Viticulture and winemaking in England and Wales boasts a long and rich history – from pre-Roman times to the present day, there has been winegrowing in Britain.
The term British wine is commonly used to describe a drink which is made in Britain by fermenting grape juice or concentrate that can originate from anywhere in the world and so is not used for wine in the legal sense which must be freshly produced from grapes.
The United Kingdom is a major consumer, but only a very minor producer of wine, with English and Welsh wine sales combined accounting for just 1% of the domestic market.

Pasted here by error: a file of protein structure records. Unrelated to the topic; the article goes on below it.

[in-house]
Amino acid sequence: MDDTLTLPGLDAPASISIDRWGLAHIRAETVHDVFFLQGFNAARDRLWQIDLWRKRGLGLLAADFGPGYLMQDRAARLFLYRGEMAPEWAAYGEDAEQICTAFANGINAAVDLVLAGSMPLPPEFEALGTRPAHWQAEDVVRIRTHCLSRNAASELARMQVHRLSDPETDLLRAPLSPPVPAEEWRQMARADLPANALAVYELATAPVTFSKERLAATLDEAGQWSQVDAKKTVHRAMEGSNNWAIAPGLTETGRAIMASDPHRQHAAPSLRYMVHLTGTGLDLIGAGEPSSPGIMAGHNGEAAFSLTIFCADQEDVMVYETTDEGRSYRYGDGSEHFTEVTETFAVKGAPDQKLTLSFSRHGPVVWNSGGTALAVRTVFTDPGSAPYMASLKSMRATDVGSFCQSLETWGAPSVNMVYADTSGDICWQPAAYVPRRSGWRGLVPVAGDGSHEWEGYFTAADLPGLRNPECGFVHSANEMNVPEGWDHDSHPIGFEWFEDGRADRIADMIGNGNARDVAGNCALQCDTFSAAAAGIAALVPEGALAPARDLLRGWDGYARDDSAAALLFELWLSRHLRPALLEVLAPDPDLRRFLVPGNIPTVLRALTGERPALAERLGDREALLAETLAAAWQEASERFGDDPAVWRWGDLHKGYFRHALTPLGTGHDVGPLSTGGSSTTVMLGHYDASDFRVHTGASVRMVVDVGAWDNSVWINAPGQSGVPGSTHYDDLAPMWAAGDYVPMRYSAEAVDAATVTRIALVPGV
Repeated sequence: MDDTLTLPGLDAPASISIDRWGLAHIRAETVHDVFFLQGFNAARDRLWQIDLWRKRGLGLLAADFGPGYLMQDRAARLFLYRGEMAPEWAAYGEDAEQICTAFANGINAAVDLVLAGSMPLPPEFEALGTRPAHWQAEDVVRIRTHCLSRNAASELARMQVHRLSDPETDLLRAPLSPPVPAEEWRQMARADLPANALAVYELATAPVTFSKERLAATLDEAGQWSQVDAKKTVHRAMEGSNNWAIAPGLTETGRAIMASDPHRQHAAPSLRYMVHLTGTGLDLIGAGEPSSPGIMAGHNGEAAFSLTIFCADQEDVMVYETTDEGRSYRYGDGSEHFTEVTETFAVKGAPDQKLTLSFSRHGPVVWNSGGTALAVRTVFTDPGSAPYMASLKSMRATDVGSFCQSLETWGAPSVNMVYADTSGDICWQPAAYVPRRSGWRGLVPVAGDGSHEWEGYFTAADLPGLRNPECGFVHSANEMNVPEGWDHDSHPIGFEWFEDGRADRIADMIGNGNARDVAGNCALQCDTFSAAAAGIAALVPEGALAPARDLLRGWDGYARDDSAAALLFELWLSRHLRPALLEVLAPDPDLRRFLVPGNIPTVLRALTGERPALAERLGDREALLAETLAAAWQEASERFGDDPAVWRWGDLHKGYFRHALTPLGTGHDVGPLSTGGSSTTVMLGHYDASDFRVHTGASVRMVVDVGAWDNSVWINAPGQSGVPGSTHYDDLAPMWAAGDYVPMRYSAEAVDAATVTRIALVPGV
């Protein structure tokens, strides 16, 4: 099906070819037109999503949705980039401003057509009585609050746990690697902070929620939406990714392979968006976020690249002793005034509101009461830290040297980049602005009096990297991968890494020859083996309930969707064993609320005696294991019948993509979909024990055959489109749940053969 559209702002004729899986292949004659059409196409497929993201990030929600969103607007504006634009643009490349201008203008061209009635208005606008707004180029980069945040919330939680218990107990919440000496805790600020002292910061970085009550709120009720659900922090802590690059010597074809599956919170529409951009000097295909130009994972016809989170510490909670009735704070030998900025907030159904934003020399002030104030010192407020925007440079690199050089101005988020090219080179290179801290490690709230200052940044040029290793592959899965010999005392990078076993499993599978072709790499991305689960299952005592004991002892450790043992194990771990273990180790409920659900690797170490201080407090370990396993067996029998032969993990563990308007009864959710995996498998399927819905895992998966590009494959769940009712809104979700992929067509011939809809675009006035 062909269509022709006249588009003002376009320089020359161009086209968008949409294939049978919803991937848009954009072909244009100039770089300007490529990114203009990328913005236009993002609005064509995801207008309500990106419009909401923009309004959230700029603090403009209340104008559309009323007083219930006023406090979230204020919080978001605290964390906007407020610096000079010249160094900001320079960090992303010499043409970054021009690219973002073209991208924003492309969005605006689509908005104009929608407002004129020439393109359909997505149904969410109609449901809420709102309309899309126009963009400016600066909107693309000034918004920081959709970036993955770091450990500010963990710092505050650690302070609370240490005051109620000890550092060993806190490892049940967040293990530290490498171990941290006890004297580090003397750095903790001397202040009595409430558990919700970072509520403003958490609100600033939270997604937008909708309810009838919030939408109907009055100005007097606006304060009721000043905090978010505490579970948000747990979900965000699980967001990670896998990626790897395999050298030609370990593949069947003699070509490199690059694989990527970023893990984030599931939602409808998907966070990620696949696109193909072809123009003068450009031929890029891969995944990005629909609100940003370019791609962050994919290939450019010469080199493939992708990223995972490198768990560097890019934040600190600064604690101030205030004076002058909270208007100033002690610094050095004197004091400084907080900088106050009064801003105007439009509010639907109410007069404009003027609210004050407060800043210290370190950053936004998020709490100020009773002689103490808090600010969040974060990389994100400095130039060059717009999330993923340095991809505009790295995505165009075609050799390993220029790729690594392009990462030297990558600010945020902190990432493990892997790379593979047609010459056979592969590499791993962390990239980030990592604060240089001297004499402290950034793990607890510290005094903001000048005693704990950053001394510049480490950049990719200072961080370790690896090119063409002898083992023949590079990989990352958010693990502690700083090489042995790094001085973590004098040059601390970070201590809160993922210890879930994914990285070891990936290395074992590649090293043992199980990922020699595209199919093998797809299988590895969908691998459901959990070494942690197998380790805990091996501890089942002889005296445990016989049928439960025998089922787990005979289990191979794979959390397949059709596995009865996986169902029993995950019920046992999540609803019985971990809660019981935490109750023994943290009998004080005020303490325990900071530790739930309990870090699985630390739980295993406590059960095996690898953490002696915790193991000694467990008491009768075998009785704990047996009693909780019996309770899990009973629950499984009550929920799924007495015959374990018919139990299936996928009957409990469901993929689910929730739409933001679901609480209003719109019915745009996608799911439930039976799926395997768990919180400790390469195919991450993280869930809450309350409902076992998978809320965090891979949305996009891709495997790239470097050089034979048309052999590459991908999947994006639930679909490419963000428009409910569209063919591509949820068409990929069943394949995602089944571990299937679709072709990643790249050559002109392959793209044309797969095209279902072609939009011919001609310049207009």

The limestone soils (technically chalk), Kent and other regions of southern England are suitable for growing the grapes used to produce sparkling wine, and particularly on south facing slopes, the climate, at least in recent years, is warm enough. At the last official count, the United Kingdom Vineyards Association reported that there were just over 400 vineyards over 1300 hectares producing wine throughout England and Wales.